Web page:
Clinical Applications of Ultrasonography in the Shoulder and Elbow

Albert Lin, MD; Gregory Gasbarro, MD; Mark Sakr, DO


J Am Acad Orthop Surg. 2018;26(9):303-312. 

In This Article

Abstract and Introduction


In the past 30 years, the use of ultrasonography in the field of orthopaedics has evolved. As ultrasonography has been refined, smaller machines with higher fidelity and better transducers have become available at a lower cost. Diagnostic and therapeutic applications of ultrasonography in the shoulder and elbow have expanded imaging options and provided alternatives to surgical management. Ultrasonography is a dynamic tool that affords immediate diagnostic assessment for clinical correlation and can be used for serial examinations and image guidance during therapeutic procedures. This imaging modality is highly reliable and accurate and may limit the need for costly imaging referrals, particularly in geographic areas where advanced imaging is not readily available. However, clinical expertise is paramount for ultrasonography, which is an operator-dependent modality. Ultrasonography is an effective educational resource; therefore, the curriculum in orthopaedic residency training programs should include education on this modality as the use of ultrasonography increases among orthopaedic surgeons.


The first report of musculoskeletal sonography was published in 1958 by Dussik et al[1] in a study that measured acoustic attenuation of articular and periarticular tissues. Technical advances and expanding indications in the 1970s popularized the use of ultrasonography in athletes.[2] In the 1980s and early 1990s, Middleton et al[3] and Harryman et al[4] first evaluated rotator cuff pathology using ultrasonography. In a more recent study, Yamaguchi et al[5] performed a longitudinal analysis of rotator cuff tears (RCTs) detected on sonograms. Ultrasonography is an operator-dependent imaging modality, and clinical expertise in its use is paramount. Even with the use of well-defined protocols, substantial interobserver variability is associated with ultrasonography, and ultrasonography performed by clinicians rather than radiologists has led to debates with regard to training and level of competence.[6] Published training guidelines indicate that clinicians must perform 150 to 300 scans under the supervision of a qualified ultrasonographer or radiologist to develop proficiency.[6]

In general, MRI is the preferred imaging modality for evaluation of the shoulder and elbow. In most patients, MRIs are comprehensive; however, arthrography often is required to improve the diagnostic accuracy of MRI for labral assessment. MRI is not well tolerated by some patients, may lead to incidental findings, and may be costly. In contrast, ultrasonography allows for rapid, dynamic examination, immediate clinical correlation, and image guidance during therapeutic procedures. Ultrasonography can be used for serial examination of soft tissues and affords real-time tissue elastography, which is a technique that allows for close monitoring of tendon and tissue quality with various muscle contraction conditions and joint positions.[7]

Ultrasonography is an excellent educational tool for orthopaedic residency training, and interest in the use of this modality as an adjunct for physical examination of the shoulder and elbow has increased in the past two decades. Other benefits of ultrasonography include portability, decreased artifact from metal hardware, and contrast-enhanced Doppler applications that allow for real-time assessment of soft-tissue vascularity.[2,8] In addition, ultrasonography is less expensive than MRI. In 2007, >80 million MRIs were performed in the United States, with a cost to the healthcare system of >$120 billion.[9] In a recent study of 146 patients who underwent ultrasonographic evaluation of shoulder pathology, Adelman and Fishman[9] reported that 35 MRIs were avoided with the use of ultrasonography, saving a predicted $17,603, which represented a 50% 1-year return on investment ($34,897) for the ultrasonography machine and equipment.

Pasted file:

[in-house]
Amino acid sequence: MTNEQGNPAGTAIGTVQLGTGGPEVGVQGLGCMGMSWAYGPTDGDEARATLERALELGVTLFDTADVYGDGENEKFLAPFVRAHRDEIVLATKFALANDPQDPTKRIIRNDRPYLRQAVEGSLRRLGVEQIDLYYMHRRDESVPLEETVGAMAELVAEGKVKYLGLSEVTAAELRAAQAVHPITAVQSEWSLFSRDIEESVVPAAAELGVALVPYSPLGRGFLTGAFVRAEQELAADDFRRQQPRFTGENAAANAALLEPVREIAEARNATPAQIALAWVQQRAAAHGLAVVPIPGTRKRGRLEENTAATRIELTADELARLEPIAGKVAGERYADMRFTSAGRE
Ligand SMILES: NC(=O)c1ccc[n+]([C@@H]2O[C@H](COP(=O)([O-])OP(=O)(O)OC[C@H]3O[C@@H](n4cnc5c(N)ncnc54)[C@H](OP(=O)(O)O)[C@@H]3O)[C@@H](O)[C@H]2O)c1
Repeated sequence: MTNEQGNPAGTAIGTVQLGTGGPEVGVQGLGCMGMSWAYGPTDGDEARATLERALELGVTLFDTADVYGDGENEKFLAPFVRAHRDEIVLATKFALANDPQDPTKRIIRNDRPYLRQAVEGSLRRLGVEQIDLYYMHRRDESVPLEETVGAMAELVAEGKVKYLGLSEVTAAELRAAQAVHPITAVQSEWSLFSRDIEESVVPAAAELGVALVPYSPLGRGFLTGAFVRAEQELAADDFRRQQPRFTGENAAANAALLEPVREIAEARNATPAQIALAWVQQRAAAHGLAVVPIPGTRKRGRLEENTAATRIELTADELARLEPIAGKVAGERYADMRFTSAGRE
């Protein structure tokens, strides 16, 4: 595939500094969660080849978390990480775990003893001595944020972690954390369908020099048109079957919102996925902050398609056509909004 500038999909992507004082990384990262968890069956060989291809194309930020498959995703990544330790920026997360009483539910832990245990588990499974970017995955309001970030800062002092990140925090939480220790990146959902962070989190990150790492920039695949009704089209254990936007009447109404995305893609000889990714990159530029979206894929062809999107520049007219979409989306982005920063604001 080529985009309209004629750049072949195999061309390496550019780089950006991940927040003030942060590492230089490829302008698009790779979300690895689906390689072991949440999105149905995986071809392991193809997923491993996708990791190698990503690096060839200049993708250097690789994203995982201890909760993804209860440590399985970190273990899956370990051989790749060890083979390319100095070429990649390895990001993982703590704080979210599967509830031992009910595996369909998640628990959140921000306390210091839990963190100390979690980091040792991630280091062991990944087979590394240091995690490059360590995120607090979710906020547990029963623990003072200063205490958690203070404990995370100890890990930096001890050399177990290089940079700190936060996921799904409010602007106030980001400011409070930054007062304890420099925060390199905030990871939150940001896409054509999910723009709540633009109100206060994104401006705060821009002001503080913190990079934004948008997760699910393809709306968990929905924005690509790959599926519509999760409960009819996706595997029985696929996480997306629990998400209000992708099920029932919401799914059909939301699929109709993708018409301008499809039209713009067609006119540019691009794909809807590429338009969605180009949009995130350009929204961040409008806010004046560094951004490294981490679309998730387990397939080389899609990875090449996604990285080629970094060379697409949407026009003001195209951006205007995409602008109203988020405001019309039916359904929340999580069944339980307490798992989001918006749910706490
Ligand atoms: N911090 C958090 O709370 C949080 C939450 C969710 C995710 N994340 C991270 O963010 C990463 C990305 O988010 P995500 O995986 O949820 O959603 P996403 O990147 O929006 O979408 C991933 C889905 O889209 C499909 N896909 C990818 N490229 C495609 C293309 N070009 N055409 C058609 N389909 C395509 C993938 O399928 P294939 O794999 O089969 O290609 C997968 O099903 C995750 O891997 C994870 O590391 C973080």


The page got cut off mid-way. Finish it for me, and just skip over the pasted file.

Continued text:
Office-based musculoskeletal ultrasonography became possible as the quality of portable ultrasonography improved. Newer generation machines, which currently are the size of a laptop computer, replaced the large ultrasonography units typically used in hospitals. The ability to own and maneuver an ultrasonography machine in a clinic in combination with higher quality sonograms allowed for increased office-based musculoskeletal ultrasonography. The processing power, transducer capabilities, and software advances of newer ultrasonography machines also played an important role in the increased office-based use of the modality. Various ultrasonography machines are available for clinicians who desire in-office musculoskeletal ultrasonographic capability. Almost all modern models meet high-quality and function standards. Selection of an appropriate machine for a clinic requires consideration of the desired capabilities of interchangeable probes, desired image resolution, ease of use, comfort with the machine/interface, and cost. To become familiar with various ultrasonography machines, clinicians can contact manufacturers to test their machines and/or attend expositions to observe demonstrations of the newest features. Clinicians can contact colleagues and/or attend educational courses to determine the advantages and disadvantages of various ultrasonography machines.